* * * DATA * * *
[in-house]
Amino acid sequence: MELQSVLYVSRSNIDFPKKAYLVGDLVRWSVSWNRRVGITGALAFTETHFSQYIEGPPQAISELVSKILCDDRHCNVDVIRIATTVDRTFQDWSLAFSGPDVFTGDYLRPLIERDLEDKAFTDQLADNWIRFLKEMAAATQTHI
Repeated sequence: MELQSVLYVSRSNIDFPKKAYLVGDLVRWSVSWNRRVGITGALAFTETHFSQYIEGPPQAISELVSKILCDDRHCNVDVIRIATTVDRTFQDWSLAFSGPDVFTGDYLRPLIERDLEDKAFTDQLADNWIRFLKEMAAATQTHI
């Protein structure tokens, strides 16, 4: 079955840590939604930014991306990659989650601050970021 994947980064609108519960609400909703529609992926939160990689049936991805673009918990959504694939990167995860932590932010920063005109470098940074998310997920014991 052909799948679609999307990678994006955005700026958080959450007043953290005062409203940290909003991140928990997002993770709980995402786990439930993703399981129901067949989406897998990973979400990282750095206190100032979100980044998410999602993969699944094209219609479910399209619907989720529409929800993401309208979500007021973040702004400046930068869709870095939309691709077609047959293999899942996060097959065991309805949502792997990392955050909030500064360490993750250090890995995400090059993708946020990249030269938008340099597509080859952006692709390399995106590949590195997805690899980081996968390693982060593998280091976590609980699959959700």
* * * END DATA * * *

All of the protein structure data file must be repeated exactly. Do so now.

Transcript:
[in-house]
Amino acid sequence: MELQSVLYVSRSNIDFPKKAYLVGDLVRWSVSWNRRVGITGALAFTETHFSQYIEGPPQAISELVSKILCDDRHCNVDVIRIATTVDRTFQDWSLAFSGPDVFTGDYLRPLIERDLEDKAFTDQLADNWIRFLKEMAAATQTHI
Repeated sequence: MELQSVLYVSRSNIDFPKKAYLVGDLVRWSVSWNRRVGITGALAFTETHFSQYIEGPPQAISELVSKILCDDRHCNVDVIRIATTVDRTFQDWSLAFSGPDVFTGDYLRPLIERDLEDKAFTDQLADNWIRFLKEMAAATQTHI
């Protein structure tokens, strides 16, 4: 079955840590939604930014991306990659989650601050970021 994947980064609108519960609400909703529609992926939160990689049936991805673009918990959504694939990167995860932590932010920063005109470098940074998310997920014991 052909799948679609999307990678994006955005700026958080959450007043953290005062409203940290909003991140928990997002993770709980995402786990439930993703399981129901067949989406897998990973979400990282750095206190100032979100980044998410999602993969699944094209219609479910399209619907989720529409929800993401309208979500007021973040702004400046930068869709870095939309691709077609047959293999899942996060097959065991309805949502792997990392955050909030500064360490993750250090890995995400090059993708946020990249030269938008340099597509080859952006692709390399995106590949590195997805690899980081996968390693982060593998280091976590609980699959959700």